Around the Region 12/20
A look at news from around the region, as reported by weekly newspapers: Avon, White Lake, Oacoma area SHORTER POST OFFICE HOURS START SOON FOR AREA TOWNS: Effective Jan. 10, the Avon and White Lake post offices will have six hours of service eac...
A look at news from around the region, as reported by weekly newspapers:
Avon, White Lake, Oacoma area
SHORTER POST OFFICE HOURS START SOON FOR AREA TOWNS: Effective Jan. 10, the Avon and White Lake post offices will have six hours of service each weekday and three Oacoma area post offices will move down to four hours per day, the U.S. Postal Service has announced.
In Avon, the post office will be open from 8:30 a.m. to 11:30 a.m. and 12:30 p.m. to 3 p.m. during weekdays and 8:30 a.m. to 9:30 a.m. on Saturdays.
White Lake will have similar hours, to be open from 8:30 a.m. to 12:30 p.m. and 1:30 p.m. to 3:30 p.m. on weekdays and open from 8:30 a.m. to 9:30 a.m. on Saturdays. The post office previously had the service window open eight hours per day.
For residents of Oacoma, Gann Valley and Lower Brule, their post offices will be open four hours per weekday and varying hours on Saturdays.
The cutback decisions were made following survey responses and input from a community meeting as part of the postal service's POST plan to reduce hours at low use facilities.
A U.S. Postal Service spokesman told the Chamberlain/Oacoma Sun that the hour cutbacks could save the organization $500 million annually, a much-needed change because the U.S. Postal Service has recorded a loss in 21 of the last 23 fiscal quarters.
-- The Avon Clarion, Aurora County Standard, The Chamberlain/Oacoma Sun
ELEMENTARY PLANS PRESENTED BY PRINCIPAL: During the Dec. 8 school board meeting, Plankinton Elementary School Principal LeeAnn Nussbaum presented a preliminary plan for expansion of the school to include more classrooms and a multi-purpose room.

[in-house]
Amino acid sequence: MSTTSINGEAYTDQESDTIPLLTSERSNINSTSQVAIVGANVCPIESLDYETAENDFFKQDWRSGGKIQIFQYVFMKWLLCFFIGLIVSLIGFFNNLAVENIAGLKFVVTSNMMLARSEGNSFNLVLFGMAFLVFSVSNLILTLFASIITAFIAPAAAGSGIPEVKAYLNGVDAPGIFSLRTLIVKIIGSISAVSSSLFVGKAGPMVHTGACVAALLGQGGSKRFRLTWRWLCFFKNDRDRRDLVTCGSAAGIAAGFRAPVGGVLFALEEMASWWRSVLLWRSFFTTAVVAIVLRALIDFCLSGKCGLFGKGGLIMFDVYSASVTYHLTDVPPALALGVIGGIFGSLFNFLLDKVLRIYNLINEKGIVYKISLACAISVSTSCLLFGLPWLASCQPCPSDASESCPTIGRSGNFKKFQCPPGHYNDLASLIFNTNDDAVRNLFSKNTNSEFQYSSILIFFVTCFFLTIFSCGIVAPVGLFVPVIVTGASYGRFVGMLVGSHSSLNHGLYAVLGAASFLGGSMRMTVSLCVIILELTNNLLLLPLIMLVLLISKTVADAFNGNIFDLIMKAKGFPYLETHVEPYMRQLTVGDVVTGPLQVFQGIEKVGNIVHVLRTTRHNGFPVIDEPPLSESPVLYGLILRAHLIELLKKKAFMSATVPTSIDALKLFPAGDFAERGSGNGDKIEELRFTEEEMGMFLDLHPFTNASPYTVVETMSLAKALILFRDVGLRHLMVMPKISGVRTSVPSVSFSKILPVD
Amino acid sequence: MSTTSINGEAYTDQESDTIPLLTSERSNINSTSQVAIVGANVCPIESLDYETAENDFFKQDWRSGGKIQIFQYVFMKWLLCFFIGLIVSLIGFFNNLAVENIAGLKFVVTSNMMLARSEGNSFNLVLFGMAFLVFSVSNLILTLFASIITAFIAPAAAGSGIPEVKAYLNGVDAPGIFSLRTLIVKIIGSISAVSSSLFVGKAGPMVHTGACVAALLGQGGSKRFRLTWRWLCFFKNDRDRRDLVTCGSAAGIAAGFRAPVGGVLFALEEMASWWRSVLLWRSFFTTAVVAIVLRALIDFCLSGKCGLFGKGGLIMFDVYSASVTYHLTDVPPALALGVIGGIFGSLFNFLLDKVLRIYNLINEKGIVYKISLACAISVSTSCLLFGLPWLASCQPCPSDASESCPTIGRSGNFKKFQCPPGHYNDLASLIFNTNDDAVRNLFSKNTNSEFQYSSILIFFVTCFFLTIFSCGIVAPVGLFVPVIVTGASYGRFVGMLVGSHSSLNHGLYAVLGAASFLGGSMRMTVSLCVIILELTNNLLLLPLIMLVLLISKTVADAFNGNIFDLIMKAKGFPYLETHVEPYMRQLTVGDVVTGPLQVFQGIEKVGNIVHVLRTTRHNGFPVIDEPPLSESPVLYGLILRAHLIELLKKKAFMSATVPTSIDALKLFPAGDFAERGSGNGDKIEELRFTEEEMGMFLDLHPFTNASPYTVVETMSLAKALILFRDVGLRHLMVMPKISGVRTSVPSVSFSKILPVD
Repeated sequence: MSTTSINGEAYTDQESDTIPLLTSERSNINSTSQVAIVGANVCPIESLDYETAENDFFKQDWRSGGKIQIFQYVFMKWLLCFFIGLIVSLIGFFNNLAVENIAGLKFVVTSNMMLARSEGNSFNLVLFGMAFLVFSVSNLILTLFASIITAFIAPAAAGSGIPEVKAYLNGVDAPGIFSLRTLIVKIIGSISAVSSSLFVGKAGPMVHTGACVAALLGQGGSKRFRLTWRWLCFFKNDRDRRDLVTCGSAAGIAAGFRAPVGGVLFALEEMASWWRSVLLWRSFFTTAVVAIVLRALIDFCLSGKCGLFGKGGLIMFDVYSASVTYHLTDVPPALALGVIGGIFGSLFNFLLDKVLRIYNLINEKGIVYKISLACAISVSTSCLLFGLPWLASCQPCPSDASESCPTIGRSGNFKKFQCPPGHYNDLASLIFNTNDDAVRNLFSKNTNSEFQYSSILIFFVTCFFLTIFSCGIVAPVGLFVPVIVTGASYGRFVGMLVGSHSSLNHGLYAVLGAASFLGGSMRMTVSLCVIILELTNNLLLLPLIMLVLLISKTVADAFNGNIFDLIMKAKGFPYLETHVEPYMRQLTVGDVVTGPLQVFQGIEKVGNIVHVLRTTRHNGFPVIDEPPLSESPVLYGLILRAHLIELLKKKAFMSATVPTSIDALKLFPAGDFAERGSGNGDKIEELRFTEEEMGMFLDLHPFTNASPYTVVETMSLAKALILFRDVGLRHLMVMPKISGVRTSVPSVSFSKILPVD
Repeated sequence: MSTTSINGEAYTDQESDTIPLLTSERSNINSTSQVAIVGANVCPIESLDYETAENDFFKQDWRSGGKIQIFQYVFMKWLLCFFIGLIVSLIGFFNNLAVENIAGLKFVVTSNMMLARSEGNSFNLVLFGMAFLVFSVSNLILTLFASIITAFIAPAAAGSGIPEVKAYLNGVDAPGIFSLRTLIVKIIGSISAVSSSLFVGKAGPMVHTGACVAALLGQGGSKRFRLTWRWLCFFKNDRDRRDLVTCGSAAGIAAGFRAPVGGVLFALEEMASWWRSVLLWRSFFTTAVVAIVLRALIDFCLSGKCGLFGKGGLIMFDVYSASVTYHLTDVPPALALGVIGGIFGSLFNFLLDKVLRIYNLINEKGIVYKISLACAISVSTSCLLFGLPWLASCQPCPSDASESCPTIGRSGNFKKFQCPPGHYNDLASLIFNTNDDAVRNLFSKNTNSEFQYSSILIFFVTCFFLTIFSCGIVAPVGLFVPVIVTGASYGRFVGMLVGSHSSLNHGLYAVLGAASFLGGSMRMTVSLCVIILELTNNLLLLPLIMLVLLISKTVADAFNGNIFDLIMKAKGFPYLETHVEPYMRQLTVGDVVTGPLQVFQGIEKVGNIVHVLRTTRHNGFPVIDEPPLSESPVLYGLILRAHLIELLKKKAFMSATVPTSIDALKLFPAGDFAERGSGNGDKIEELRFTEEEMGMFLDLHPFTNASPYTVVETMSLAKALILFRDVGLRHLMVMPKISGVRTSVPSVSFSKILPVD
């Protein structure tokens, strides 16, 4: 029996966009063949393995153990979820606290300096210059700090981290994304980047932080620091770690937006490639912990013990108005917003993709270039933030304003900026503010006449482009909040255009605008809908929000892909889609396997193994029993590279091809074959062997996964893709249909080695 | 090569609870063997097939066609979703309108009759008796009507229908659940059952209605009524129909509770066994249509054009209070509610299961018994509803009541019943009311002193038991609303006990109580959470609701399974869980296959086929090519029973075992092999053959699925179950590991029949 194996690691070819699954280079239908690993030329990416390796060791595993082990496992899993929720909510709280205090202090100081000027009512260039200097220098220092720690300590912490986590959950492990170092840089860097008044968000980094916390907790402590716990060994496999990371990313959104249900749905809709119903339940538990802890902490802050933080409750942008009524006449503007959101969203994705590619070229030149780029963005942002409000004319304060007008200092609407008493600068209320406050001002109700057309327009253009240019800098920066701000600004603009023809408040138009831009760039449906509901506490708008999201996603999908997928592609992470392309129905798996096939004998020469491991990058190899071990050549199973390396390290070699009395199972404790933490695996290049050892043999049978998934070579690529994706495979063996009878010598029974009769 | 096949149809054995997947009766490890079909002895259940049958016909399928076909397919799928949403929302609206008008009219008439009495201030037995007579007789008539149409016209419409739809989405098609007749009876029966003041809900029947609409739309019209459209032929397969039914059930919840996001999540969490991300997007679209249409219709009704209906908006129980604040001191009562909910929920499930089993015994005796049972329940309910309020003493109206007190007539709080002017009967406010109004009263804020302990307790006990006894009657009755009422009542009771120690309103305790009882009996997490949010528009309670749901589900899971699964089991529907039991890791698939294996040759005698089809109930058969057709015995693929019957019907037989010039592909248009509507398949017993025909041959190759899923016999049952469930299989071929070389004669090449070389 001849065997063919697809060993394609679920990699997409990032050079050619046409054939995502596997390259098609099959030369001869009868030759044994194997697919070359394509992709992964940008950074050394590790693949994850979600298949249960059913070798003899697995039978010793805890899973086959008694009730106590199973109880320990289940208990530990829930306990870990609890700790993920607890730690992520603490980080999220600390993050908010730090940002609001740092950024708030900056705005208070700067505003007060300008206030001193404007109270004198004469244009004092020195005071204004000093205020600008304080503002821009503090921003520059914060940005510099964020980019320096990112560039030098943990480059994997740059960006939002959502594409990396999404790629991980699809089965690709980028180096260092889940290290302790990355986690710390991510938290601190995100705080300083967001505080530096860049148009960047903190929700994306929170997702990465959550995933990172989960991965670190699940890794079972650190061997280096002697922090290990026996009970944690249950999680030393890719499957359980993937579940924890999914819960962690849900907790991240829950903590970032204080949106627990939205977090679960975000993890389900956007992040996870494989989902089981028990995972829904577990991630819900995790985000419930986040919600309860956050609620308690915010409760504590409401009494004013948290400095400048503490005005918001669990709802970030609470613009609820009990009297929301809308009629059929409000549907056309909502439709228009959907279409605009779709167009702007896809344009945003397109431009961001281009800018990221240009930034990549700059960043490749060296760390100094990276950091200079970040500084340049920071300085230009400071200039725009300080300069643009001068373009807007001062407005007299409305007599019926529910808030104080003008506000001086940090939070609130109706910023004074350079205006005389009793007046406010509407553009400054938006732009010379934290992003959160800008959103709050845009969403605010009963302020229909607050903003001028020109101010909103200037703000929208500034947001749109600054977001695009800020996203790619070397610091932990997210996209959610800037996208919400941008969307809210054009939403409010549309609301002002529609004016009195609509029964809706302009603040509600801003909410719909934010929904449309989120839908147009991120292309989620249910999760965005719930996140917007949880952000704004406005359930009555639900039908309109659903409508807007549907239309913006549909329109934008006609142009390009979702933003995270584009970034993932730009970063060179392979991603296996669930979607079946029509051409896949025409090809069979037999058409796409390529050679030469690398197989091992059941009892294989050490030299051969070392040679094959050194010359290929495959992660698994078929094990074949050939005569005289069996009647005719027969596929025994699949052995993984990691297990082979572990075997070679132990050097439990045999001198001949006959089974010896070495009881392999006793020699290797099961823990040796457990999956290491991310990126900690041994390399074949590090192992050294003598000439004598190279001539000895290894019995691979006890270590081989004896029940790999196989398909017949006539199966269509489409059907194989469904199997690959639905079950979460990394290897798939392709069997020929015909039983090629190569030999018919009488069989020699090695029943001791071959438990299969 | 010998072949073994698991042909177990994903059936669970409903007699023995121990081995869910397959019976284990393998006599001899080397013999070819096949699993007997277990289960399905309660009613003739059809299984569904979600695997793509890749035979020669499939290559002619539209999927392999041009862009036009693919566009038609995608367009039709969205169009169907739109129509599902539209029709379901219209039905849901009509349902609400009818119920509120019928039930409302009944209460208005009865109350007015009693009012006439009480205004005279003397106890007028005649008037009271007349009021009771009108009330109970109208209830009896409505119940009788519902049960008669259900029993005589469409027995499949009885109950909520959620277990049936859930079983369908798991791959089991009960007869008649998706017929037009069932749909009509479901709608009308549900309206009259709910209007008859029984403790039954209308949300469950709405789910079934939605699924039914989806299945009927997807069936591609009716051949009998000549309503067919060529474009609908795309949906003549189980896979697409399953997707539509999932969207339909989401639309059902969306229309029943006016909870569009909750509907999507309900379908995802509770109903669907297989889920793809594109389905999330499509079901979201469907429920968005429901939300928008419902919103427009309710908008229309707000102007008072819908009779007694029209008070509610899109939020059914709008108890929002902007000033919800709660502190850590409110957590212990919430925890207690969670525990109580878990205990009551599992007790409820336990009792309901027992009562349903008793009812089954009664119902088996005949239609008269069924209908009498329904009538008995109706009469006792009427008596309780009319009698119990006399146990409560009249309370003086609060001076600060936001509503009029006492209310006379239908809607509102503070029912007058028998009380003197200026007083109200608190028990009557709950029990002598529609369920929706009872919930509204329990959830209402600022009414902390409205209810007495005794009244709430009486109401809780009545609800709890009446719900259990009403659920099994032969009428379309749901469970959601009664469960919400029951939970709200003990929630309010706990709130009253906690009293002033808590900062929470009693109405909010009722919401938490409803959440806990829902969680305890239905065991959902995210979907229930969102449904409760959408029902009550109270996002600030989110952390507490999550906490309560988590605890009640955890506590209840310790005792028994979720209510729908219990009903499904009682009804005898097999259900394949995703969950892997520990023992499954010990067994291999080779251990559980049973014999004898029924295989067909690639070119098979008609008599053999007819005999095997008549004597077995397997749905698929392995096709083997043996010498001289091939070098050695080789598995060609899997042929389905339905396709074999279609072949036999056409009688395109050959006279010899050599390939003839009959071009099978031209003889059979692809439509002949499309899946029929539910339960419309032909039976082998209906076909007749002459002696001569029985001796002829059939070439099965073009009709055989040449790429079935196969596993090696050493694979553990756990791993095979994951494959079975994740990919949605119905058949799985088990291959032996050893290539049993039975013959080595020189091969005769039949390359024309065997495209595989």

Nussbaum said the school is in need of more space because of an influx of students at the elementary grade levels. Her plans include opening the walls of the school's preschool room and adding a large multipurpose room to relieve conflicts when the school gym is already in use.
A committee consisting of school officials and school board members looked at what the elementary school would need in the future.
Board Chair Diana Spinar said the committee was also looking at a middle school model and examining other schools that have middle schools, such as McCook Central and Wagner. She said the elementary plan from Nussbaum was like "getting the cart before the horse" but appreciated the work to get ideas moving.
-- The South Dakota Mail
COMMUNITY CENTER BOARD DISSOLVES: The city of Freeman has agreed to dissolve the Freeman Community Center board, which has directed the building for the last three years, now that the city council will take over full oversight of the building.
The building located on Wipf Street was converted from a school gym and music/lunch room to a multi-use community facility after Freeman Public School gifted it to the city in 2010. In 2012, the board was created to oversee operation of the building with six members and drew up policies and procedures and helped with upgrades to the building. Those included a remodeled kitchen, installing Wi-Fi, replacing windows and purchasing new equipment for the building.
Board Chair John Koch said the building now runs pretty smoothly, meaning the board is no longer needed and the City Council can handle the duties.
"It's served its basic needs," said City Councilor Charly Waltner, who also been on the board from the start.
-- Freeman Courier